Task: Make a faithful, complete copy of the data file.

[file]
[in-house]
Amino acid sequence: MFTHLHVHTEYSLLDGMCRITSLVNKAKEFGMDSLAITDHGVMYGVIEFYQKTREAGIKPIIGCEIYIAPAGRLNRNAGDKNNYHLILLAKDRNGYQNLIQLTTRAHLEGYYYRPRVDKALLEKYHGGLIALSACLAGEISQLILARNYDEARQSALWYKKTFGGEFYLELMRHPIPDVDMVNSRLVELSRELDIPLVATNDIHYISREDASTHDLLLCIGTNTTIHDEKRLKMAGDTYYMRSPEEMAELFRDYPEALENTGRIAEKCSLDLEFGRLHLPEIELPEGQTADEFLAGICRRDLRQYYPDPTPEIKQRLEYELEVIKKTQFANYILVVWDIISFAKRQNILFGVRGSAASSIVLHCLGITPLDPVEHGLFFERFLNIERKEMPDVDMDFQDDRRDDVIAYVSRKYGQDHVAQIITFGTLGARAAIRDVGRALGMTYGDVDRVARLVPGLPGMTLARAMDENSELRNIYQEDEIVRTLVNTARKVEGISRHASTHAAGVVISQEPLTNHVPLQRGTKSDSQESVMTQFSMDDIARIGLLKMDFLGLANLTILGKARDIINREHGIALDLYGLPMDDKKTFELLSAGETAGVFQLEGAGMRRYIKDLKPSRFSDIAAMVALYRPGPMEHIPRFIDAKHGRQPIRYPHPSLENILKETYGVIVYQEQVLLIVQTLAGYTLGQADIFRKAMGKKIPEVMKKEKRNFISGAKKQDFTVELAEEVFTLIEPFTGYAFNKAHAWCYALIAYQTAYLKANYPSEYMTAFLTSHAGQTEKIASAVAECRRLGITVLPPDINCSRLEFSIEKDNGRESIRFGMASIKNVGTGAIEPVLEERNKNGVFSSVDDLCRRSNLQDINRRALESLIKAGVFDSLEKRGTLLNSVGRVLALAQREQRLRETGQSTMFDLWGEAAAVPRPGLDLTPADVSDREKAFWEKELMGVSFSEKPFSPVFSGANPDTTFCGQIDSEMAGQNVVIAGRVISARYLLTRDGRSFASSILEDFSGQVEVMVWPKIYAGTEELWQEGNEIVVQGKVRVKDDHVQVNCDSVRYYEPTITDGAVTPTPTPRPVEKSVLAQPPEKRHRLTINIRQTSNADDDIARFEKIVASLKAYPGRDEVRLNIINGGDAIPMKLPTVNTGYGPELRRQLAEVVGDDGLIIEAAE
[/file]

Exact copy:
[in-house]
Amino acid sequence: MFTHLHVHTEYSLLDGMCRITSLVNKAKEFGMDSLAITDHGVMYGVIEFYQKTREAGIKPIIGCEIYIAPAGRLNRNAGDKNNYHLILLAKDRNGYQNLIQLTTRAHLEGYYYRPRVDKALLEKYHGGLIALSACLAGEISQLILARNYDEARQSALWYKKTFGGEFYLELMRHPIPDVDMVNSRLVELSRELDIPLVATNDIHYISREDASTHDLLLCIGTNTTIHDEKRLKMAGDTYYMRSPEEMAELFRDYPEALENTGRIAEKCSLDLEFGRLHLPEIELPEGQTADEFLAGICRRDLRQYYPDPTPEIKQRLEYELEVIKKTQFANYILVVWDIISFAKRQNILFGVRGSAASSIVLHCLGITPLDPVEHGLFFERFLNIERKEMPDVDMDFQDDRRDDVIAYVSRKYGQDHVAQIITFGTLGARAAIRDVGRALGMTYGDVDRVARLVPGLPGMTLARAMDENSELRNIYQEDEIVRTLVNTARKVEGISRHASTHAAGVVISQEPLTNHVPLQRGTKSDSQESVMTQFSMDDIARIGLLKMDFLGLANLTILGKARDIINREHGIALDLYGLPMDDKKTFELLSAGETAGVFQLEGAGMRRYIKDLKPSRFSDIAAMVALYRPGPMEHIPRFIDAKHGRQPIRYPHPSLENILKETYGVIVYQEQVLLIVQTLAGYTLGQADIFRKAMGKKIPEVMKKEKRNFISGAKKQDFTVELAEEVFTLIEPFTGYAFNKAHAWCYALIAYQTAYLKANYPSEYMTAFLTSHAGQTEKIASAVAECRRLGITVLPPDINCSRLEFSIEKDNGRESIRFGMASIKNVGTGAIEPVLEERNKNGVFSSVDDLCRRSNLQDINRRALESLIKAGVFDSLEKRGTLLNSVGRVLALAQREQRLRETGQSTMFDLWGEAAAVPRPGLDLTPADVSDREKAFWEKELMGVSFSEKPFSPVFSGANPDTTFCGQIDSEMAGQNVVIAGRVISARYLLTRDGRSFASSILEDFSGQVEVMVWPKIYAGTEELWQEGNEIVVQGKVRVKDDHVQVNCDSVRYYEPTITDGAVTPTPTPRPVEKSVLAQPPEKRHRLTINIRQTSNADDDIARFEKIVASLKAYPGRDEVRLNIINGGDAIPMKLPTVNTGYGPELRRQLAEVVGDDGLIIEAAE